LG G4 5.5″ phone

Still, the 950XL buttons are solid, the screen is extremely crisp, and the performance is flagship-worthy.  My One M8 came with a Snapdragon 801, a 5″ screen, and 2 GB of RAM.  It ran Windows 8 poorly but excels at Windows 10M.  This device, with a liquid cooled Snapdragon 810, 3 GB of RAM, and a 5.7″ screen performs very impressively. The screen size is perfect. While I found my Galaxy S6 and One M8 a bit too small, I also found the Lumia 1520 a bit too big at 6″.  The 5.7″ form factor in this device is a perfect size. Of course, for those with smaller hands than I, Windows mobile allows for the screen to be resized simply by holding the home button.



In addition, the keyboard – while not replaceable with third-party options like on Android or iOS – is very configurable.  The full-size keyboard can be quickly moved to one-handed position simply by dragging the spacebar left or right.


On-screen keyboard for left-handed use.




On-screen keyboard full-size.


In addition, the device has a software-based navigation bar. I originally disliked this, coming from the world of Samsung devices, however, now very much appreciate not having to touch a physical button to go “home” on the device. Speaking of home, however, there is one nit-pick. If you notice the image above, the notification area across the top shows I have two SIM card options. SIM 1 is getting signal while SIM 2 is missing. This device allows for two SIM cards, but I fail to understand why I need to be always notified the second SIM is not present.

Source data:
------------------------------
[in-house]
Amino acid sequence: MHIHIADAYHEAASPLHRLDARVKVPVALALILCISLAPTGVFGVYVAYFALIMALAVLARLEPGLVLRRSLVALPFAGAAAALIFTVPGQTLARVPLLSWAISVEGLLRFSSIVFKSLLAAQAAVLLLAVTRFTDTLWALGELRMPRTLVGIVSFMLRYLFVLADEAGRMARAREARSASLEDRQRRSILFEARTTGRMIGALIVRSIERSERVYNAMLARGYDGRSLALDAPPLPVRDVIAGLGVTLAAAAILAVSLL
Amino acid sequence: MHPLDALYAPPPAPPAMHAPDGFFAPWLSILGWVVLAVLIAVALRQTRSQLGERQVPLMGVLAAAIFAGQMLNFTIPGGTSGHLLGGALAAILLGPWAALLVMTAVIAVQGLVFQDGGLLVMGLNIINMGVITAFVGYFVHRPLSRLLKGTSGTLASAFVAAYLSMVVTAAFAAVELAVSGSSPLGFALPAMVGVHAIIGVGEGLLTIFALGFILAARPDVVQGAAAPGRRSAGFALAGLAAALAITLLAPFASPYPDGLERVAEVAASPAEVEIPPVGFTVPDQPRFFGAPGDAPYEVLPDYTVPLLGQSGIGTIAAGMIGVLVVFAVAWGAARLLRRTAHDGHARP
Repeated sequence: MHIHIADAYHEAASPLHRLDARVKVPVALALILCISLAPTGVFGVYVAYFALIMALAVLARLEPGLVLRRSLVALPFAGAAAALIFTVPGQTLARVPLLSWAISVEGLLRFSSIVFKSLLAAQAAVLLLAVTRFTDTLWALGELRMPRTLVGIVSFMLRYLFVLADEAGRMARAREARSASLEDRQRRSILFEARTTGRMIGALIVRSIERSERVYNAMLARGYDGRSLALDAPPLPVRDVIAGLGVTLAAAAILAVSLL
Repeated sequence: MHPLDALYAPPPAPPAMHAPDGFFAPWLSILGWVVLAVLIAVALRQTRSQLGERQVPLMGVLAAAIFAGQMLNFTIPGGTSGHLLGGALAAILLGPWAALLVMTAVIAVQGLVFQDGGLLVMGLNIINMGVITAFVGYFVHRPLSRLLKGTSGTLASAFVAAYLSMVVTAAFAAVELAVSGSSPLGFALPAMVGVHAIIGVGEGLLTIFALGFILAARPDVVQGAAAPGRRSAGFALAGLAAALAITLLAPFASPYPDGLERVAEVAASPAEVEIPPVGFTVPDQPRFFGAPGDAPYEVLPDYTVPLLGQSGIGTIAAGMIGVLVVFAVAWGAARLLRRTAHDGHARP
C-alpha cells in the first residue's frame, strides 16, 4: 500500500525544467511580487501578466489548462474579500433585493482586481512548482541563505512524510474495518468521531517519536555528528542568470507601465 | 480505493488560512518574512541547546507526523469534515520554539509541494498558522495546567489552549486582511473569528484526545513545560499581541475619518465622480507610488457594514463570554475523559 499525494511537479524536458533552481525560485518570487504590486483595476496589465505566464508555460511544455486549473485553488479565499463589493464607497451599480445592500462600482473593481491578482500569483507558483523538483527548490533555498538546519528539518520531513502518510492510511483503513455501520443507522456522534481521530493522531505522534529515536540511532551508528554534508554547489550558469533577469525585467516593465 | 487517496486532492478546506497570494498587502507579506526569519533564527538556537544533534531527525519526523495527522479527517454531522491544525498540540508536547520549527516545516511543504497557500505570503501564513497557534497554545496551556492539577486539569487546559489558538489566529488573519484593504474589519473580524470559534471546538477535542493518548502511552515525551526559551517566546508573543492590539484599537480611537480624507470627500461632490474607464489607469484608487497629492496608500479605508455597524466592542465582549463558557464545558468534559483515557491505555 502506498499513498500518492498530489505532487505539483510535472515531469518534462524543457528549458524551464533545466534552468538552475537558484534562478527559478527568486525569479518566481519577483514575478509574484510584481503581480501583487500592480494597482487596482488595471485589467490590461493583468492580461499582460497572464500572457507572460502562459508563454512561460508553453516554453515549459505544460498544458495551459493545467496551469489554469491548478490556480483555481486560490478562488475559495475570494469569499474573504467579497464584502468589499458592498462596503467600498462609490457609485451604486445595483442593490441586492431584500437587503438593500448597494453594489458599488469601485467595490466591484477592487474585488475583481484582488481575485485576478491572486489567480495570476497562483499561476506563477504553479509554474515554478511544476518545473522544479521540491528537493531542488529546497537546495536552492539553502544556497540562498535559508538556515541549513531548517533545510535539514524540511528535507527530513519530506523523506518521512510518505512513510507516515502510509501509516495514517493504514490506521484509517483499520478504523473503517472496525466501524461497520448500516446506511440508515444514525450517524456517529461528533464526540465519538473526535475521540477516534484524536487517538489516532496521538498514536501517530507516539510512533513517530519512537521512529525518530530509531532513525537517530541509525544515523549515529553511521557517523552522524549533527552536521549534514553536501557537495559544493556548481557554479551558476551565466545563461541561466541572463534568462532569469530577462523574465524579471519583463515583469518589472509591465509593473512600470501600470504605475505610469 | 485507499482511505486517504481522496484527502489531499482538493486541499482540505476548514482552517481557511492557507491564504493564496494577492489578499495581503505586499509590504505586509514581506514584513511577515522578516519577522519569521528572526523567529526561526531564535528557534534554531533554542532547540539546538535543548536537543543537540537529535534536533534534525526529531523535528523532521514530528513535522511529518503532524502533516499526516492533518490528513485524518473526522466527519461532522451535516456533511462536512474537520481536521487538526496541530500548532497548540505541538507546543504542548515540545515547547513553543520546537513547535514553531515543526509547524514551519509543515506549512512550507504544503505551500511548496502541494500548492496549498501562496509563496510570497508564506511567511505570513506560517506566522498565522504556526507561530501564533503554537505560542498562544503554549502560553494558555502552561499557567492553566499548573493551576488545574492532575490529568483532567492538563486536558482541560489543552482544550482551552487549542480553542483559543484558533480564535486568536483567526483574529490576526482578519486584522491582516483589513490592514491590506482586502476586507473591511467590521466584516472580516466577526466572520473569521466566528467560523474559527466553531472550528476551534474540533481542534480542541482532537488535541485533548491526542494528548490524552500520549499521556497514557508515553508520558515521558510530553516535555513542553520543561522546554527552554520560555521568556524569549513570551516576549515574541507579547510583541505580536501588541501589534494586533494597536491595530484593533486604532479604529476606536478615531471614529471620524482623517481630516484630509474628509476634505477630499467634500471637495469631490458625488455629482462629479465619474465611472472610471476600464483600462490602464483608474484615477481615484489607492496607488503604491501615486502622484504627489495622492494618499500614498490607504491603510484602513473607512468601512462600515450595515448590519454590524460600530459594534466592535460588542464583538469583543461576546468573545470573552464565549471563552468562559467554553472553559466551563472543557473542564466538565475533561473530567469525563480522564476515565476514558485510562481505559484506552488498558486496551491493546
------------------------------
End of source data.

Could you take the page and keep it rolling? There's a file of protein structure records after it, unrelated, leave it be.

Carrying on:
I won’t go too much into the software of Windows Mobile 10. This has been done many times. I will only say that the “app gap” is not an issue for me. The only app I really miss is the official Starbucks App found on iPhone and Android devices.

The new feature I’m already enjoying is the ability to unlock the phone using a iris scan.  Basically, the device has my iris mapped. When I go to unlock, it will take an infrared picture of my eyes and validate that I’m the person who is registered to unlock the device.



Unlike facial recognition, Windows Hello is based on  “asymmetric key cryptography” which validates that only my eyes work to unlock the device. Of course, I can also use a pin or password if needed.



The other feature I’ve already found better than expected is the camera. I loved the camera on my Lumia 1520. However, the camera on this device is superb.  The camera has  Carl Zeiss optics, 20 MP sensor, and triple LED flash. After updating and getting things working, I wanted to find out how it worked. As I walk my dog early in the morning, I felt a low-light situation would stress the camera. It would also provide a good opportunity to compare the camera in the 950XL to that in my One M8, both running Windows 10.